Guitar in palm of hand is fine for small pentatonic licks and it's better for bends (that's a real difference between classical and "rock") but it's useless for barres (see thumb over neck for E shapes) and for any kind of stretch or reach.
#29
Quote by Even Bigger D
Bullshit. The necks of classical guitars are both much wider and much thicker than electrics. This totally changes the technique. There's a damn good reason not a single successful pop/country/rock/metal/whatever player plays with a chair, footstool, the guitar cranked up at an absurd angle on their left leg, and their thumb twisted around on the back of the neck. Even the neoclassical and shred guys don't do that.

But go on, tell us they're all wrong and you're right because you learned it on the internet. I dare you


rusty cooley sits like that and shawn lane always has is guitar at a severe angle to help with stretches, it makes sense to do it as it means you can keep your wrist straight
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#30
I don't have a problem doing it if you have to - I agree that certain barres and stretches require that position. I just don't agree that it's common, or that big of a deal, or how one should play all the time.
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#31
Generally speaking, if you're a vanilla rock player, you could be fine your whole life without it.

However, if you're not it's going to become essential to be aware of the advantages of different postures - and for some people, including me, it's a big deal, because without changing my posture to a more classical position I would not be playing guitar (let alone teaching guitar for a living and loving it) due to practice based injuries.

It's not like I play 100% classical, but I know how to get the reaches and chords that damaged my wrist safely now, and I can help others avoid the same problem.

In short, for mainstream rock, not that common, not that big a deal, definitely not how one plays all the time.

For someone into classical, jazz or more technically demanding music, some use of that kind of position is a must.
#32
I've spent time in plenty of smoky bars playing plenty of jazz, and no one plays like that. As far as I know, classical is the only place it ever shows up.

Seriously, I think you have very little experience with what you're talking about.
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Last edited by Even Bigger D at Dec 18, 2009,
#35
Quote by Even Bigger D
I've spent time in plenty of smoky bars playing plenty of jazz, and no one plays like that. As far as I know, classical is the only place it ever shows up.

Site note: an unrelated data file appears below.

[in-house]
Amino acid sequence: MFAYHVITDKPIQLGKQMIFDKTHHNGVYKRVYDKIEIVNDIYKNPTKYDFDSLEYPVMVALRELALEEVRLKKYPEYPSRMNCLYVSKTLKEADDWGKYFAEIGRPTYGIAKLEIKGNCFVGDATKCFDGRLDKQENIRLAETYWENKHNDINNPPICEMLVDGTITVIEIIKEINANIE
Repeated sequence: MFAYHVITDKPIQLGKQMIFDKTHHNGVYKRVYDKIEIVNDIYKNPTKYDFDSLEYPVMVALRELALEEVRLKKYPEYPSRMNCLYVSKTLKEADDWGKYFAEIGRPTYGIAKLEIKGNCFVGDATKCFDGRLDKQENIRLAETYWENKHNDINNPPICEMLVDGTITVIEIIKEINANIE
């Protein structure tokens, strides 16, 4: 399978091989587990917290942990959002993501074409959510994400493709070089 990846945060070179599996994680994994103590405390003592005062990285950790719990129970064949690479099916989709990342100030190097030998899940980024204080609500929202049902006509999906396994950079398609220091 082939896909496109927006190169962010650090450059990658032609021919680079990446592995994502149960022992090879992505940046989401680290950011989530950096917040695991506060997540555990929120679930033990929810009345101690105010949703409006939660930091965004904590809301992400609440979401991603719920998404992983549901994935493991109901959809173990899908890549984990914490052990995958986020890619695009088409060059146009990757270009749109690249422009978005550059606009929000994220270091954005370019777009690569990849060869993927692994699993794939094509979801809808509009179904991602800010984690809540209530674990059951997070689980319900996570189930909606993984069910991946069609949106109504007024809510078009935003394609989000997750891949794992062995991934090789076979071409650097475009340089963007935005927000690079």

Seriously, I think you have very little experience with what you're talking about.


So despite the fact that you have been shown to be wrong, and we could show you more and more, you cling to your "I'm older and have experience therefore I'm right" viewpoint? Cute.
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#37
Quote by Freepower
^ whoa, bit ott thar Zaph. Lets clear up what we're saying before we argue over it, eh?


This guy's been throwing himself around in a couple of other threads as well and showed more or less the same tactics of debate... namely ignoring anything he can't effectively debate and saying "I've got experience, I'm right you'll see eventually when you're my age".
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Last edited by Zaphod_Beeblebr at Dec 18, 2009,
#38
ok guys can we stop arguing l ike little five year olds please? I'm just looking for your guys' advice on good posture. you don't HAVE to agree with each other.
#40
Quote by Freepower
We were trying to argue like grown-ups, but I'll leave it to another time and place.

Exactly, this is UG, we don't do that here.

The reason that Classical players play with their thumb behind the neck, is that the necks are wider, and playing with your thumb behind the neck increases mobility along the fret board, and allows easier use to chords.

Now, If a player wants more of the above, they put their thumb behind the neck. This is not always needed though, as raising your left leg slightly gives the angle that your wrist needs for more mobility. You don't have to use a stool, I use my right foot turned on its side. (Like rotated flat on the pinky toe.)